Iftar with lions: walk on the wild side in Al Ain Zoo this Ramadan

Get up close and personal with a pride of lions as you break your fast in this unique experience

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Lions are known for their ferocity when they are hungry, so maybe it's not unusual that Al Ain Zoo has paired the breaking of the fast during Ramadan with the majestic cats' feeding time.

For those who are fasting, the food is important — and done rather well here; however, it's watching lions up close and personal with little distraction that is a hypnotic experience.

Where to sit and what to expect

The table is located but a few metres away from where the lions are fed

The iftar with lions experience takes place on the periphery of the lion territory, in an Africa-like landscape, a mere 10 metres from the kings of the jungle as they enjoy a bloody feast. A party of 12 is seated around a perfectly laid, candlestick-adorned, white-clothed surface, with impeccable silver service and a table groaning under the weight of the food on offer.

The food is beautifully presented and the service is top-notch. Your mealtime chatter is adorned with the growls, grunts, roars and groans from felines hidden in the darkness that envelopes your table mid-meal. The evening gains an ethereal atmosphere with its incongruous dinner setting that would not look out of place in an Agatha Christie novel, coupled with the smells and sounds of the jungle.

The menu

The experience is open to 12 people per night, and offers close to two dozen food and drink options

Begin your meal with dates; nuts and dried fruits including apricots, raisins, figs, almonds, pistachio and walnuts; and “Ramadan juices” such as qamar al din, jallab and Vimto. Next, dunk the rolls from the bread basket into lentil or harira soup.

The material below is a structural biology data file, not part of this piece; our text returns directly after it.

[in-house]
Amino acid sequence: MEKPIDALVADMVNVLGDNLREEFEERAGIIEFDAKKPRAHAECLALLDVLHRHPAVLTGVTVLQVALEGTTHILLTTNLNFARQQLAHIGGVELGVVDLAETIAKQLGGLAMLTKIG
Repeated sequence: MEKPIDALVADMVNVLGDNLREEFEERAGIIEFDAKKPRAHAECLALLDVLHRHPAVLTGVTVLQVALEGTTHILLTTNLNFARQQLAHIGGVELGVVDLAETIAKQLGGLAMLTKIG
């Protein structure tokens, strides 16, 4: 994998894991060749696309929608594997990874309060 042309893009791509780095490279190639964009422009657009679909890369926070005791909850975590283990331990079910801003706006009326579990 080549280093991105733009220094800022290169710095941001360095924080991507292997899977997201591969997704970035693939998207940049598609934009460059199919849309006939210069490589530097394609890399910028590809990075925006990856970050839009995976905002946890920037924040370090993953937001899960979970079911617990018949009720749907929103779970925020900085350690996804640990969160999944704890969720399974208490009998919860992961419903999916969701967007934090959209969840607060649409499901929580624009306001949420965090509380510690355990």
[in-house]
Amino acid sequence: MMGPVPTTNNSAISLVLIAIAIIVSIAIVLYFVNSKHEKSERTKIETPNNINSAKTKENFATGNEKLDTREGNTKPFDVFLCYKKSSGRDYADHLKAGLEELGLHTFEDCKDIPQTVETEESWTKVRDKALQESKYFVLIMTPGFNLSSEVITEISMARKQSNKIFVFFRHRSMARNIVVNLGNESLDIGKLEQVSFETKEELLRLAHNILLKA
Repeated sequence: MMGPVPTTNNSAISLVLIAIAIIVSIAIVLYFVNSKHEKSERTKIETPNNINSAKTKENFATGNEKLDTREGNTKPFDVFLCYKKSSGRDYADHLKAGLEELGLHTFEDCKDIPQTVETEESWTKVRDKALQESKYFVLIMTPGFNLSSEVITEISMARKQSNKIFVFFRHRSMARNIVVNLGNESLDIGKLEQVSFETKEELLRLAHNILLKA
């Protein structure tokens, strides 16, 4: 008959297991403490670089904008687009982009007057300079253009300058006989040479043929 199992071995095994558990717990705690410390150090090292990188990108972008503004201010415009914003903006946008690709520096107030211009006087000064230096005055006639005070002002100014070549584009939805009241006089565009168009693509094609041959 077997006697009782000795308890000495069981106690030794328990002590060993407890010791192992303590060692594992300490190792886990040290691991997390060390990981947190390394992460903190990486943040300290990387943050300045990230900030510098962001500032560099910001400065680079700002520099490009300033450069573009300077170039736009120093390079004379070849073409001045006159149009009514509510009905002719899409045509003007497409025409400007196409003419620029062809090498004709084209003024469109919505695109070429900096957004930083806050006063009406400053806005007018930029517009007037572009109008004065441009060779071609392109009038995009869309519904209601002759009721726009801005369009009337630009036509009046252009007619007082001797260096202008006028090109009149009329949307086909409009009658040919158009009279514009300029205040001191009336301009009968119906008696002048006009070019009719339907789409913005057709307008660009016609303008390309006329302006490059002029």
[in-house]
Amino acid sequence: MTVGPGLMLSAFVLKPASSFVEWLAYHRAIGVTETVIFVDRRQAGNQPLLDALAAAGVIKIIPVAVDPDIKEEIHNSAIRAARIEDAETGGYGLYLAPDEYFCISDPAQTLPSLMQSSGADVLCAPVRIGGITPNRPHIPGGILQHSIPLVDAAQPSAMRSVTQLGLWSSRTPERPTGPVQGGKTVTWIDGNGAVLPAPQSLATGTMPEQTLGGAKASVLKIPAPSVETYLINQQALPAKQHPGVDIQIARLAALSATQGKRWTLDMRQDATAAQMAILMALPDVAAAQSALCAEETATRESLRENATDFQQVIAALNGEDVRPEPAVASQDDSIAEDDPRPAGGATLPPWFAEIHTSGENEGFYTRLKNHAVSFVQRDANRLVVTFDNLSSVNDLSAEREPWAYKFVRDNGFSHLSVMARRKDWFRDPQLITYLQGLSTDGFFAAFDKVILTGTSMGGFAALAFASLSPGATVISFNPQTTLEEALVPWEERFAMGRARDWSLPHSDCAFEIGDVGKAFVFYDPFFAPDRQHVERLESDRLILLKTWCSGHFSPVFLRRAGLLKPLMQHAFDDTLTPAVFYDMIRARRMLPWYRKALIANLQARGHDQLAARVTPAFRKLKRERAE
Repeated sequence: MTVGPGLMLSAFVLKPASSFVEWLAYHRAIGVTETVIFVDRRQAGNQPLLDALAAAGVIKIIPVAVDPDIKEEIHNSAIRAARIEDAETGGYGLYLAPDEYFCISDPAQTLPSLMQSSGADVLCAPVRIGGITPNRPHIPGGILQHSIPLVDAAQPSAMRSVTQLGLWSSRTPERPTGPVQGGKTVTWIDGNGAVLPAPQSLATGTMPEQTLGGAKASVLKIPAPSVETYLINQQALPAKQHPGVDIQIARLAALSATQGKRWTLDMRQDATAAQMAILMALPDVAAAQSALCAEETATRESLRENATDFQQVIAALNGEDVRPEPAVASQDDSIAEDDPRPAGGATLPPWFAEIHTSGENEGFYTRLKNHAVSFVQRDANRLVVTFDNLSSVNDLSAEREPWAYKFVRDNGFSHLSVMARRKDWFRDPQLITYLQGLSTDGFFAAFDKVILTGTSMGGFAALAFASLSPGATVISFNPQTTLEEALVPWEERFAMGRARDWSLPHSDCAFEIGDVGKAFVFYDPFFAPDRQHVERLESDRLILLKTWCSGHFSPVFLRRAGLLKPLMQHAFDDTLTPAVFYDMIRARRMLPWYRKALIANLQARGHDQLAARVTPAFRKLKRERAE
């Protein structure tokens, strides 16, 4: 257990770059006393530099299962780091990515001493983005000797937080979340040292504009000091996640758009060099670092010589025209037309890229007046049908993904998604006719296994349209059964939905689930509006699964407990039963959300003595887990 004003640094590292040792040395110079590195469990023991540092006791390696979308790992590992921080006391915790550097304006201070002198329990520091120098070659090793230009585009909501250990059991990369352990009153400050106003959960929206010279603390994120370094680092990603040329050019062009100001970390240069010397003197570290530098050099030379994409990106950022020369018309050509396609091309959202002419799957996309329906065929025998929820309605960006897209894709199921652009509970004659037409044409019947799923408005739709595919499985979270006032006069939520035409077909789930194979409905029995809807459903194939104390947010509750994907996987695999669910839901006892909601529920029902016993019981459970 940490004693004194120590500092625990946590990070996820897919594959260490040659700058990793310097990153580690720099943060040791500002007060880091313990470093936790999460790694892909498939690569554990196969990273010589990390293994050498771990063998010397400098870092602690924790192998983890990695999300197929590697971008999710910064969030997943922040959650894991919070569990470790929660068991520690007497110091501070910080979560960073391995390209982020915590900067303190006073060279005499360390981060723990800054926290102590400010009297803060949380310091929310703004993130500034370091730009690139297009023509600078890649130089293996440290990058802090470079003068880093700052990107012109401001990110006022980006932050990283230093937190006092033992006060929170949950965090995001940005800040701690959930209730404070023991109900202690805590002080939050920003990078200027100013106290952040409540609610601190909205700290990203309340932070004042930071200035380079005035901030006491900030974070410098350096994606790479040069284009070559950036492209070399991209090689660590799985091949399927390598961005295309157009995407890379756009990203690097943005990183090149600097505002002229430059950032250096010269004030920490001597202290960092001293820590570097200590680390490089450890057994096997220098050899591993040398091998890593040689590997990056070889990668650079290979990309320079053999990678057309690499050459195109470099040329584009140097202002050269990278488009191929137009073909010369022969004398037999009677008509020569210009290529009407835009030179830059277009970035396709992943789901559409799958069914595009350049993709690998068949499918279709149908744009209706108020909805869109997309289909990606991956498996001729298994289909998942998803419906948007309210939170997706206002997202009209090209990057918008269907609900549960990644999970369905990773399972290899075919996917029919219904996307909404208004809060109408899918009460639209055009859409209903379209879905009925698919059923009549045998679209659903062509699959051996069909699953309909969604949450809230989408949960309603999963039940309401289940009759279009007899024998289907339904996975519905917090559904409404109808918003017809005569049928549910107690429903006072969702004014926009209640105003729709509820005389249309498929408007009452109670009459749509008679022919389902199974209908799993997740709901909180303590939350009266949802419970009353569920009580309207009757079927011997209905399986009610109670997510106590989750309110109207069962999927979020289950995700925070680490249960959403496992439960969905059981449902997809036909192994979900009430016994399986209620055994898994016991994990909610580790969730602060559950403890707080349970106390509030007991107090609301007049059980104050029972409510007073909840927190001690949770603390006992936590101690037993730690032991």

A selection of cold and hot mezze follows, with hummus Beiruti, beetroot mutabel, tabbouleh, fattoush, potato harra and stuffed vine leaves making up the former; and Punjabi samosa, fried kibbeh and cheese fatayer the latter.

This is followed by seven primarily meaty mains: mix grill, hammour in butter-lemon sauce, chicken biryani, veal harees, lamb thareed, tourlou tajin and saffron rice.

The dessert course takes in Umm Ali, fruit and a selection of Ramadan sweets. End the meal with Arabic coffee or mint tea.

It's an elaborate spread. However, being this close to the majestic animals leaves you slightly breathless, and the food, especially given I was not fasting, was a sideshow. The incongruity of exquisitely civilised dining in the lap of elemental wildness is a profound experience.

Price point and contact details

The experience is unparalleled and comes with a hefty price tag of Dh840 ($228) a person, which includes a sunset tour of Al Ain Safari with a specialist guide. The iftar needs to be booked for a minimum of four people and at least 48 hours in advance. Children under 12 are not allowed.

For more details, call 800 966.

This review was conducted at the invitation of the Department of Culture and Tourism – Abu Dhabi

Updated: March 30, 2022, 6:08 AM
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